From Literature

Family Relationships in Who’s Afraid of Virginia Woolf?

In Who’s Afraid of Virginia Woolf?, familial relationships, or lack thereof, between characters are presented as being highly illusory and idealised as well as far from the unhappy reality, in order to cope with the latter. Hence, Albee asserts that these falsely intimate familial relationships do ultimately harm to the characters’ mind and selves, despite distracting from the true state of relationship, and must be overcome to confront and mend reality.


‘Prodigal’ by Boey Kim Cheng explores the less-known side of death, in the situation of a son who has lost a father, yet feels no loss. He spotlights the son’s unfeelingness and the reversal of a norm.

Bleakness and Hope in Ariel

While Ariel explores a desolate and oppressive world of black and white where its personae undergo suffering, the collection is ultimately a hopeful and uplifting one of rebirth, represented by the infusion of red that symbolises life, passion and energy. Plath explores how the creative mind imagines the possibility of recovery despite emotional despair, allowing for a redefinition and assertion of the self, reborn through suffering and death. Through the bleakness of a hostile patriarchal society, Plath suggests the hopeful possibility of an empowered female self. As a collection originally beginning with ‘love’ and ending with ‘spring’, Ariel is ultimately hopeful of recovery and renewal, having survived a bleak emotional winter.

Character Values in Pride and Prejudice

With reference to Chapter 7 of Pride and Prejudice, write a critical commentary on Austen’s presentation of character values here and elsewhere in the novel. Austen presents character values as ambiguous to characters who subscribe to societal conventions, by asserting that the welfare of others can be compromised or even sacrificed in the name of…


Write a critical commentary on the following poem, considering in detail the ways in which your response is shaped by the writer’s language, style and form. 2019 JC1 Mid-Year Exam Boats                        You and your photographs of boats;that repeated metaphor for departure, or simply the possibility of a voyage?What you cannot tell me you tell me with a…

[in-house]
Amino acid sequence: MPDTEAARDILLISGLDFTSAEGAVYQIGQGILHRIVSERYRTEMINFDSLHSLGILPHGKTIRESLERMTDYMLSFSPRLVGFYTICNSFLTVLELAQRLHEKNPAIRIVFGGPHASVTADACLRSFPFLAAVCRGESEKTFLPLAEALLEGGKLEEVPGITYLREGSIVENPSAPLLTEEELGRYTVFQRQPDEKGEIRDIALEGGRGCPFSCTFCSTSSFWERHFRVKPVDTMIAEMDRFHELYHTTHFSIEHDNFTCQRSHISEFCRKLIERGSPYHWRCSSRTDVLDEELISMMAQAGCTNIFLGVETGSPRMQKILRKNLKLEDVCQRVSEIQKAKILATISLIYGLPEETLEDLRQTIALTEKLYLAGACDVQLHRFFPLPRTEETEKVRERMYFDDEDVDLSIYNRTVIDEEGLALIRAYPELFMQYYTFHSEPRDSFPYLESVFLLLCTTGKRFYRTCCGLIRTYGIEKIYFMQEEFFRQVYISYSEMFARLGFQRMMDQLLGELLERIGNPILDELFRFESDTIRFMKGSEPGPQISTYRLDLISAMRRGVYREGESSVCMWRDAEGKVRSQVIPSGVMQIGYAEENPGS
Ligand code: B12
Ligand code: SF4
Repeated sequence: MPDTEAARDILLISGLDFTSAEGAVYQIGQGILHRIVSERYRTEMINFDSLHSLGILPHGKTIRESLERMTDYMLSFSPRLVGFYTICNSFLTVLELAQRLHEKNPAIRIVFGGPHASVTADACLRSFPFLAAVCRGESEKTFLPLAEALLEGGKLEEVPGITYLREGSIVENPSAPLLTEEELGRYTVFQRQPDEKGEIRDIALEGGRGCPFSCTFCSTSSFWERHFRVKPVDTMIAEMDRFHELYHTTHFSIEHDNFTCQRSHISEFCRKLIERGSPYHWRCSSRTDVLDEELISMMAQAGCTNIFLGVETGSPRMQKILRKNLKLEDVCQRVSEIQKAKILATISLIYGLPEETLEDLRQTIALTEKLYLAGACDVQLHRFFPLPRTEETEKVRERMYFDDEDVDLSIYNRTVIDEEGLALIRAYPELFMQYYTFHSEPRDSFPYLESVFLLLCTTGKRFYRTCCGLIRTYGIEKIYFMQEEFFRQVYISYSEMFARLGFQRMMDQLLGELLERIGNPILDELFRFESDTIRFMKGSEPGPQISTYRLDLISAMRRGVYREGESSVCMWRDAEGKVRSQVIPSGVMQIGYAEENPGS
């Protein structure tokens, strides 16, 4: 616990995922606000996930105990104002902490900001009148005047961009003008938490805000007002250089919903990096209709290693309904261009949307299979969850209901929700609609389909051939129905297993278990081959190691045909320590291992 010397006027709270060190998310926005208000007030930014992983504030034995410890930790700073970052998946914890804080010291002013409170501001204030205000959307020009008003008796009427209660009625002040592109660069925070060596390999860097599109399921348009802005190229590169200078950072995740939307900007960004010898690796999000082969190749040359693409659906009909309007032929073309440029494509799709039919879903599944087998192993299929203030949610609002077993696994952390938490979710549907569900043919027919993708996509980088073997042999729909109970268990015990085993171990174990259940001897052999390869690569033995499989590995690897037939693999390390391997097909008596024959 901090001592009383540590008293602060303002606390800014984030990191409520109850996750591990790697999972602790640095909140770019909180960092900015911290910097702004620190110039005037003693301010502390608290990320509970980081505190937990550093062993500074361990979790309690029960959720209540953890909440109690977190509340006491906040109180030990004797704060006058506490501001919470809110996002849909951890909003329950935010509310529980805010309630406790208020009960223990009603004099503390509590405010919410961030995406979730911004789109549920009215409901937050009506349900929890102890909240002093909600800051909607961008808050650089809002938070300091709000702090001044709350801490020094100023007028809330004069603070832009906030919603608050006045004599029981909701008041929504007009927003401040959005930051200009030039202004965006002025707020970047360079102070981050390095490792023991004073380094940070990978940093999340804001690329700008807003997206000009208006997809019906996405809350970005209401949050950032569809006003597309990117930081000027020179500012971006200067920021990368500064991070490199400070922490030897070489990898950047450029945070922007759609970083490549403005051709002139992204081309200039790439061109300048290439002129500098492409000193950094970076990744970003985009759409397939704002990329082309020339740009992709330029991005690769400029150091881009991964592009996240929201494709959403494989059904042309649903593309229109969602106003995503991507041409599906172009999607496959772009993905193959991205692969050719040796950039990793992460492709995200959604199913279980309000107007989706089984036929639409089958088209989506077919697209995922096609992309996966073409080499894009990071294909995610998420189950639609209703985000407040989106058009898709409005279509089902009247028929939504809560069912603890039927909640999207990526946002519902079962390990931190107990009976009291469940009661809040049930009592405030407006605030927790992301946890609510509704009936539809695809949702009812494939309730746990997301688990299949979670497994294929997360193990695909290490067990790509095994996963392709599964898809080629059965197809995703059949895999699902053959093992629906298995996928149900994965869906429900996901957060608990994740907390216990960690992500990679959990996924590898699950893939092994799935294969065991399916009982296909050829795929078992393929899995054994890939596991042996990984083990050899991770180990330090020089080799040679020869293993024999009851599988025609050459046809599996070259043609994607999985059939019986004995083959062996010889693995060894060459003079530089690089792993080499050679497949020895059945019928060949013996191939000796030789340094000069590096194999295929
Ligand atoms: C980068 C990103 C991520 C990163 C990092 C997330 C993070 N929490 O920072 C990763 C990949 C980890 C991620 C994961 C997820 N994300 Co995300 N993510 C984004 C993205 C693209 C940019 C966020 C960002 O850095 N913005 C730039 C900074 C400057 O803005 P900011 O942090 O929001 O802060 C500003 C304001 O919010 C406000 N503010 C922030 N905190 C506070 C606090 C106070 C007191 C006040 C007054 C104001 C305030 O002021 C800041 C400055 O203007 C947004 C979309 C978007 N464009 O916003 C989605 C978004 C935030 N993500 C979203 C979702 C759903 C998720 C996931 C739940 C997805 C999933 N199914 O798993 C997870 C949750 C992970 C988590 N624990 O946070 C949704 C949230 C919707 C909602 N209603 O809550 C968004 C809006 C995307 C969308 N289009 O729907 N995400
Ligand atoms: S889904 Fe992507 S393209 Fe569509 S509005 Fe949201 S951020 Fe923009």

‘My own heart let me more have pity on’

Hopkins’ poem portrays a mind and self dwelling in a particular moment of turmoil, and the persona self-describes this psychological unravelling as it evolves from a state of anguish and despair into one of elevation and hope. The self, through the presence of this transition, is thus depicted to possess potential for transformation, capable of arriving at a more restful and reassured spiritual state from the disquietude of psychological agitation.

Angelo in Measure for Measure

This passage begins with Angelo’s soliloquy as he reveals the internal conflict between restraint which he had always strictly believed himself to live by, and the liberation of his growing sexual desires for Isabella. It then transitions immediately to a dialogue between Angelo and Isabella, revealing to the audience Angelo’s growing self-awareness as he gives in to his sexual temptations and allows them to manifest in his speech. Hence, Angelo is presented through this passage as a man susceptible to human passions and temptations of the flesh, just like any other fallible human being, contrary to earlier depictions of him in the play.

Expectations of Women in Pride and Prejudice

Pride and Prejudice, set in the early 19th century, is one of Austen’s most striking novels in terms of exploring the significance of being a woman then, as well as the social expectations and restrictive conformities tied to it. As such, the given passage highlights the austerity of society’s lens of scrutiny and extremity when viewing women. Furthermore, the passage accentuates how different hierarchical upbringing and social environments can affect the way women themselves view their own sex and by extension, marriage. However, this scene also acts as a benchmark, foreshadowing Darcy’s change in attitude further in the novel, when he learns to accept that the ideal woman does not exist, but the perfectly imperfect one does.

Reflection on Literature Festival 2019 #2

One of the performances that piqued my interest was that of A Bout, adapted from Edward Albee’s Who’s Afraid of Virginia Woolf? Although I have yet to read the entire play, I felt that the performance was a creative take on the conflicts and dynamics between George and Martha. The conflicts between the two were framed as a series of boxing matches, which had a rather whimsical mood to it. The enthusiastic announcer, the pompous entries of both “contestants” and the blaring fanfare that plays after each round was amusing and created a grandiose and theatrical atmosphere. However, beyond the entertainment value of this setup lies the intensity of the relationship between the two. Rather than inflicting physical wounds on their opponents as in a normal boxing match, the two engaged verbal abuse and mockery of each other, causing psychological wounds.

Reflection on Literature Festival 2019 #1

I found the presentation of Pride and Prejudice: The Sequel in a modern-day context where the characters were at a party very interesting as it emphasised the relevance of the ideas in the text to modern society. For example, we see Elizabeth’s strong feminist qualities, which are applicable to today, through her repudiation of the shallow mindsets of the other characters, especially Lydia and Kitty, as well as her rejection of societal expectations. The modern use of language allows us to link these ideas involved to those in the text. The use of language also helped me better understand the relationship between Elizabeth and Mr. Darcy as I was able to understand Mr. Darcy’s slow inclination towards Elizabeth through the language used when describing his inner conflict and the dialogue in their interactions.